What does being a patriot or nationalist mean to you?
The U.S. Capitol on Dec. 18, 2019 in Washington, D.C. (Samuel Corum/Getty Images).
As we celebrate the nation’s 247th birthday amid what appears to be intransigent partisan political divides on many fronts, it seems a good time to ponder what patriotism and nationalism means in America today.
Are you feeling patriotic or nationalistic as we pause to celebrate this Fourth of July?
Which? And if neither, why not?
While it is great to be able to get away, have a picnic or take in a parade, celebrating Independence Day in our hearts and minds should mean much more than that.
Our nation needs us to reflect on its true meaning during these challenging times.
What does patriotism and nationalism mean to you?
Since our school days, we have been taught what patriotism means and have taken part in the traditions that reflect it — from reciting the pledge of allegiance to singing the national anthem and other patriotic songs during public commemorations and events.
Patriotism is generally defined as having a genuine love for one’s country, including feelings of pride, devotion and vigorous support and attachment to the homeland as well as fellow citizens.
But patriotism is often confused with nationalism. While they may share the love of country, they are not the same.
Patriotism, historically and now, is based on positive values and feelings like freedom, justice and equality. There is the fundamental belief that the system of government and fellow citizens are inherently good and work together for a better quality of life for all.
Nationalism, on the other hand, which has positive elements of love, pride and protection of country, can also degenerate into superior and separatist beliefs that do more harm than good in fostering the overall well-being of a country and all of its citizens.
Nationalism often includes the promotion of distrust or disapproval of other citizens, ethnic groups, or other countries, giving rise to extremism and hate groups, This is evident in recent nationalist movements in this country.
If you identify as a nationalist, on which side of nationalism do you identify?
But embracing the good of nationalism — love and protection of country — and the values of patriotism could make for a winning combination.
What would a “Patriotic Nationalist” look like?
Perhaps like this.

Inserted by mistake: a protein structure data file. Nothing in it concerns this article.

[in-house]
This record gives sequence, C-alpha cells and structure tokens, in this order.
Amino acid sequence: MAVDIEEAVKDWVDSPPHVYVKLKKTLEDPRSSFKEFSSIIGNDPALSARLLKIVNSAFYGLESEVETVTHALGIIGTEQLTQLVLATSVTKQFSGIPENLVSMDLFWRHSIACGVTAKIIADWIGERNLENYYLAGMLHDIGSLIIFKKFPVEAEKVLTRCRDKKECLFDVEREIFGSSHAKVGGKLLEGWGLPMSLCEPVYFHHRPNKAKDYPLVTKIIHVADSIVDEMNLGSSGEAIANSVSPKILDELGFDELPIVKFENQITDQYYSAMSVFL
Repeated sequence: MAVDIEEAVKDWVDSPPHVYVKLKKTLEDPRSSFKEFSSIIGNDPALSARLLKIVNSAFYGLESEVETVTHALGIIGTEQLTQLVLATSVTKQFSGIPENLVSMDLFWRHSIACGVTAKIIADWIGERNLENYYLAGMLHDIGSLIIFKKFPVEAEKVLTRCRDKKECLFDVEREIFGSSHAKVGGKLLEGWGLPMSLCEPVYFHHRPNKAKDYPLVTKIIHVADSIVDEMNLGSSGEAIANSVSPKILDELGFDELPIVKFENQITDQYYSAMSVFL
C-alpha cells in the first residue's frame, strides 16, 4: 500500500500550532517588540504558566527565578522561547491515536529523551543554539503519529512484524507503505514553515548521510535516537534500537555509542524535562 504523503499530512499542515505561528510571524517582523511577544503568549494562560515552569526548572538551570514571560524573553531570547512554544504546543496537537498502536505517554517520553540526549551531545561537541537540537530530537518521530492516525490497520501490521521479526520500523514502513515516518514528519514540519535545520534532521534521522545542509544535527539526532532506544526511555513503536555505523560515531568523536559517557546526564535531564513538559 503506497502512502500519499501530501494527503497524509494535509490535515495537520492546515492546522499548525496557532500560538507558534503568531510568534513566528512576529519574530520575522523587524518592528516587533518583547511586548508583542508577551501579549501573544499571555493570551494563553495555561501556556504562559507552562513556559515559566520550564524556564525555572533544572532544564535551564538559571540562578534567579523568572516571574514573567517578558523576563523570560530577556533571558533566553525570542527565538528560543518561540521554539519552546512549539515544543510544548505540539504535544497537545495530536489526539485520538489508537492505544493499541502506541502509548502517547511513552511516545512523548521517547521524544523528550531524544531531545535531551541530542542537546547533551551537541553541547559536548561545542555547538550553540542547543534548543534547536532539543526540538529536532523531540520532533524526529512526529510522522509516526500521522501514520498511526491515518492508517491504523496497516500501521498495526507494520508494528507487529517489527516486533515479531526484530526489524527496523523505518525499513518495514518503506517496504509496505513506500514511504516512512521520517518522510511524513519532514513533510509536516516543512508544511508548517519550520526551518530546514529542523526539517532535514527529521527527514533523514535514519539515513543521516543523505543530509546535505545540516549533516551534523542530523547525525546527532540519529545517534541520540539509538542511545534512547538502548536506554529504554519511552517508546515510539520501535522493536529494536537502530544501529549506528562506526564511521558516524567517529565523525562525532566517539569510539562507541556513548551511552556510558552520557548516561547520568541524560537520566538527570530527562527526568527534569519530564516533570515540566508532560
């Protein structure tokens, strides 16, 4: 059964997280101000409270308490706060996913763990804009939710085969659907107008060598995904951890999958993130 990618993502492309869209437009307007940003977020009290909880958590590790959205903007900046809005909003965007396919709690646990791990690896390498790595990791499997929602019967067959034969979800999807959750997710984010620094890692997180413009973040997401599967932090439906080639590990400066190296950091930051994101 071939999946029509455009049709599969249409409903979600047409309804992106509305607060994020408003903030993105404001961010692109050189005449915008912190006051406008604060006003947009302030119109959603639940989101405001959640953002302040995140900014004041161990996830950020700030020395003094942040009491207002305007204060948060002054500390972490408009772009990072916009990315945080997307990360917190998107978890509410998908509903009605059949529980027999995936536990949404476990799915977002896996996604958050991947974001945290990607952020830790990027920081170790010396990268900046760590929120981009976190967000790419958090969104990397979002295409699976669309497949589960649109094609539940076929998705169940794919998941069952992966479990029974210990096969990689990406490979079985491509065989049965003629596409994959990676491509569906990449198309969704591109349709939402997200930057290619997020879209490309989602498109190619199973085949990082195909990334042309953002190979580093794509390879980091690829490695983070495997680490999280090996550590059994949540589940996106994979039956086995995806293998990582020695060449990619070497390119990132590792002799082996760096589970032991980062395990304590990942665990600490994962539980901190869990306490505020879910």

Rather than fighting against and undermining our sacred documents — the Declaration of Independence, the Constitution, and its Amendments — we would devote time to understanding, upholding and applying them.
Instead of denigrating and ignoring our branches of government and the roles they play in enabling and protecting our institutions and individual rights, we would promote respect and support for them.
We would see our sacred documents, branches of government and institutions as works in progress and not something that should be weakened, discarded or destroyed.
As patriotic nationalists, it means caring enough for our individual and collective well-being by adhering and abiding by the rule of law in all our conduct and behavior, and demanding the same from others.
We would eschew, oppose and work against policies and actions that undermine or threaten the nation’s character, identity and stability at home or abroad.
It is not “us” against “them” especially within our borders, and as we continue to assume roles on the world stage that are not only in the best interests of America but all humanity.
Patriotism and nationalism need not be diametrically opposed. There can be real strength in their coexistence when we embrace and live out the positives.
Even if you think being a “Patriotic Nationalist” is an impossibility based upon what being a nationalist or patriot means to you, then with which do you most identify?
Which do you think our country needs most in these divisive and precarious times we find ourselves?
Perhaps, committing to the good aspects of both creates a bridge that we can cross together to tackle and solve the challenges our nation faces.
No matter what you call it or how you label it, the health and well-being of this nation moving forward will require that most of its citizens at least be strong patriots. A country will not survive without them.
During the fight for the nation’s independence in 1776, Thomas Paine wrote about the need for a country to have happy patriots who draw strength and become even more committed during adverse times or national crises.
On this, the most patriotic holiday we celebrate, what do you think? What thoughts are you passing on to future generations?
Amid all the fireworks, picnics, parades, travel plans, and parties — all of which we take for granted — do you consider yourself at least to be a real patriot, a patriotic nationalist, neither?
This Independence Day, the question is worth considering.
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